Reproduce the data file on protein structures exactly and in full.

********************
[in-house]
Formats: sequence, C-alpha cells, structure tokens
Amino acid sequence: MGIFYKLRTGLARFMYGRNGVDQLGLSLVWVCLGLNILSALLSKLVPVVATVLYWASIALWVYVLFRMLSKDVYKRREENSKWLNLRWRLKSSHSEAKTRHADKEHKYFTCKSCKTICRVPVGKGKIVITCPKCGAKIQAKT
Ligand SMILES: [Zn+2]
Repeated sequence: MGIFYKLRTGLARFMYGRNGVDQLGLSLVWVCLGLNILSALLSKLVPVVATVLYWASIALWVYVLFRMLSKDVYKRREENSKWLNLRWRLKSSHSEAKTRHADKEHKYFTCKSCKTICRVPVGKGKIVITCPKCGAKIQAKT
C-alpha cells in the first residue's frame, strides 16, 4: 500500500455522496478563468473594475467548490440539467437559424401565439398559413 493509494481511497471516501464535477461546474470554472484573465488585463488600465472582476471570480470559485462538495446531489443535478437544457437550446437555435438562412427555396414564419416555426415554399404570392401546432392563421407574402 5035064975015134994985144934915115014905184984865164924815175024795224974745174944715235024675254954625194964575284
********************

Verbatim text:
[in-house]
Formats: sequence, C-alpha cells, structure tokens
Amino acid sequence: MGIFYKLRTGLARFMYGRNGVDQLGLSLVWVCLGLNILSALLSKLVPVVATVLYWASIALWVYVLFRMLSKDVYKRREENSKWLNLRWRLKSSHSEAKTRHADKEHKYFTCKSCKTICRVPVGKGKIVITCPKCGAKIQAKT
Ligand SMILES: [Zn+2]
Repeated sequence: MGIFYKLRTGLARFMYGRNGVDQLGLSLVWVCLGLNILSALLSKLVPVVATVLYWASIALWVYVLFRMLSKDVYKRREENSKWLNLRWRLKSSHSEAKTRHADKEHKYFTCKSCKTICRVPVGKGKIVITCPKCGAKIQAKT
C-alpha cells in the first residue's frame, strides 16, 4: 500500500455522496478563468473594475467548490440539467437559424401565439398559413 493509494481511497471516501464535477461546474470554472484573465488585463488600465472582476471570480470559485462538495446531489443535478437544457437550446437555435438562412427555396414564419416555426415554399404570392401546432392563421407574402 5035064975015134994985144934915115014905184984865164924815175024795224974745174944715235024675254954625194964575284